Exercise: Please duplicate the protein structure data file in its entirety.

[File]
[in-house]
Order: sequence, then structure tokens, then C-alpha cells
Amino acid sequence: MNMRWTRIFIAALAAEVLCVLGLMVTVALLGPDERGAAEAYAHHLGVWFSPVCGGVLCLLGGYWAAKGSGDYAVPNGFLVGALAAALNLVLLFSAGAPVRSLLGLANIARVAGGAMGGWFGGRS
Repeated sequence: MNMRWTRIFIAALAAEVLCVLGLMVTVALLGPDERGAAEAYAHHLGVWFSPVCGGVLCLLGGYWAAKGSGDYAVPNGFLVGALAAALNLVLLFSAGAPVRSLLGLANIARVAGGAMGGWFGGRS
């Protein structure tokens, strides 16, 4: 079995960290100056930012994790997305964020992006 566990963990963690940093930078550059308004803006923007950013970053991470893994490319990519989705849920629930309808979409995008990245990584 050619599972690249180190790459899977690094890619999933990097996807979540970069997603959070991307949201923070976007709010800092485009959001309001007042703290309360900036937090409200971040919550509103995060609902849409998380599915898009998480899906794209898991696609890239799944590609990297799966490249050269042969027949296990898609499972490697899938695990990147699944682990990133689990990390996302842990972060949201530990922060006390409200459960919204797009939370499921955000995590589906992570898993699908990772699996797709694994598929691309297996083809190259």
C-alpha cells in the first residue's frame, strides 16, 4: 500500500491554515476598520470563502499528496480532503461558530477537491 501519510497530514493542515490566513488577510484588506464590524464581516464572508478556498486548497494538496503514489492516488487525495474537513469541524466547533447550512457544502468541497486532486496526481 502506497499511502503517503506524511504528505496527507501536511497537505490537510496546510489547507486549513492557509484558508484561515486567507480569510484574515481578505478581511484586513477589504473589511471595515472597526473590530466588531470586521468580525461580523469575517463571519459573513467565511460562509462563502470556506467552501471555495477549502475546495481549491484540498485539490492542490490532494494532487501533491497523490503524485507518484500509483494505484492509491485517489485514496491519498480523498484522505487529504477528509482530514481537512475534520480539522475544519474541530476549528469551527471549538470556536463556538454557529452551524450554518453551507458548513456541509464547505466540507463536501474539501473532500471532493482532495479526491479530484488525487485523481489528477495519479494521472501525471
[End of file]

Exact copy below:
[in-house]
Order: sequence, then structure tokens, then C-alpha cells
Amino acid sequence: MNMRWTRIFIAALAAEVLCVLGLMVTVALLGPDERGAAEAYAHHLGVWFSPVCGGVLCLLGGYWAAKGSGDYAVPNGFLVGALAAALNLVLLFSAGAPVRSLLGLANIARVAGGAMGGWFGGRS
Repeated sequence: MNMRWTRIFIAALAAEVLCVLGLMVTVALLGPDERGAAEAYAHHLGVWFSPVCGGVLCLLGGYWAAKGSGDYAVPNGFLVGALAAALNLVLLFSAGAPVRSLLGLANIARVAGGAMGGWFGGRS
């Protein structure tokens, strides 16, 4: 079995960290100056930012994790997305964020992006 566990963990963690940093930078550059308004803006923007950013970053991470893994490319990519989705849920629930309808979409995008990245990584 050619599972690249180190790459899977690094890619999933990097996807979540970069997603959070991307949201923070976007709010800092485009959001309001007042703290309360900036937090409200971040919550509103995060609902849409998380599915898009998480899906794209898991696609890239799944590609990297799966490249050269042969027949296990898609499972490697899938695990990147699944682990990133689990990390996302842990972060949201530990922060006390409200459960919204797009939370499921955000995590589906992570898993699908990772699996797709694994598929691309297996083809190259």
C-alpha cells in the first residue's frame, strides 16, 4: 500500500491554515476598520470563502499528496480532503461558530477537491 501519510497530514493542515490566513488577510484588506464590524464581516464572508478556498486548497494538496503514489492516488487525495474537513469541524466547533447550512457544502468541497486532486496526481 502506497499511502503517503506524511504528505496527507501536511497537505490537510496546510489547507486549513492557509484558508484561515486567507480569510484574515481578505478581511484586513477589504473589511471595515472597526473590530466588531470586521468580525461580523469575517463571519459573513467565511460562509462563502470556506467552501471555495477549502475546495481549491484540498485539490492542490490532494494532487501533491497523490503524485507518484500509483494505484492509491485517489485514496491519498480523498484522505487529504477528509482530514481537512475534520480539522475544519474541530476549528469551527471549538470556536463556538454557529452551524450554518453551507458548513456541509464547505466540507463536501474539501473532500471532493482532495479526491479530484488525487485523481489528477495519479494521472501525471